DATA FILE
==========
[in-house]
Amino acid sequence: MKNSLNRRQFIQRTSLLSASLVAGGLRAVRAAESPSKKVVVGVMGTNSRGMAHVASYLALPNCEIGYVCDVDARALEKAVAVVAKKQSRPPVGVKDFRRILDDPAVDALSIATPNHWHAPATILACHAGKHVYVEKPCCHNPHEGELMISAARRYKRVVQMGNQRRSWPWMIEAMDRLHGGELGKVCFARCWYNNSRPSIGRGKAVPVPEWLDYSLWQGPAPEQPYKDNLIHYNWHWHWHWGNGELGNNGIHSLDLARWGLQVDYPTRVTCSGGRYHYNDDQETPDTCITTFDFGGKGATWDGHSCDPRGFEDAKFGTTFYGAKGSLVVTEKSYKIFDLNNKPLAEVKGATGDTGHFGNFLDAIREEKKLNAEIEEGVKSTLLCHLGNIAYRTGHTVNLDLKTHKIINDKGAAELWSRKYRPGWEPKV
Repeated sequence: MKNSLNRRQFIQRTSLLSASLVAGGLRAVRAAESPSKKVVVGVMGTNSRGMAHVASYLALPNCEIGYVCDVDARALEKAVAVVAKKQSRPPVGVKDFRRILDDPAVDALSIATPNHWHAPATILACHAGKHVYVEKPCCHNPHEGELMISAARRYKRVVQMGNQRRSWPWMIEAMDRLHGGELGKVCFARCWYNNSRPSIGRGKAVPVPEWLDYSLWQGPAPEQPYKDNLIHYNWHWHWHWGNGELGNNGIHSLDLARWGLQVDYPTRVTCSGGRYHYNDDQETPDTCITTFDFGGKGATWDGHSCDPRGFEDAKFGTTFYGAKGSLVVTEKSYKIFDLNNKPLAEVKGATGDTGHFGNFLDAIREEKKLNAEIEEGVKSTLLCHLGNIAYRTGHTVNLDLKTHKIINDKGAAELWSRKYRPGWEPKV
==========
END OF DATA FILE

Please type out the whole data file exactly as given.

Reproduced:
[in-house]
Amino acid sequence: MKNSLNRRQFIQRTSLLSASLVAGGLRAVRAAESPSKKVVVGVMGTNSRGMAHVASYLALPNCEIGYVCDVDARALEKAVAVVAKKQSRPPVGVKDFRRILDDPAVDALSIATPNHWHAPATILACHAGKHVYVEKPCCHNPHEGELMISAARRYKRVVQMGNQRRSWPWMIEAMDRLHGGELGKVCFARCWYNNSRPSIGRGKAVPVPEWLDYSLWQGPAPEQPYKDNLIHYNWHWHWHWGNGELGNNGIHSLDLARWGLQVDYPTRVTCSGGRYHYNDDQETPDTCITTFDFGGKGATWDGHSCDPRGFEDAKFGTTFYGAKGSLVVTEKSYKIFDLNNKPLAEVKGATGDTGHFGNFLDAIREEKKLNAEIEEGVKSTLLCHLGNIAYRTGHTVNLDLKTHKIINDKGAAELWSRKYRPGWEPKV
Repeated sequence: MKNSLNRRQFIQRTSLLSASLVAGGLRAVRAAESPSKKVVVGVMGTNSRGMAHVASYLALPNCEIGYVCDVDARALEKAVAVVAKKQSRPPVGVKDFRRILDDPAVDALSIATPNHWHAPATILACHAGKHVYVEKPCCHNPHEGELMISAARRYKRVVQMGNQRRSWPWMIEAMDRLHGGELGKVCFARCWYNNSRPSIGRGKAVPVPEWLDYSLWQGPAPEQPYKDNLIHYNWHWHWHWGNGELGNNGIHSLDLARWGLQVDYPTRVTCSGGRYHYNDDQETPDTCITTFDFGGKGATWDGHSCDPRGFEDAKFGTTFYGAKGSLVVTEKSYKIFDLNNKPLAEVKGATGDTGHFGNFLDAIREEKKLNAEIEEGVKSTLLCHLGNIAYRTGHTVNLDLKTHKIINDKGAAELWSRKYRPGWEPKV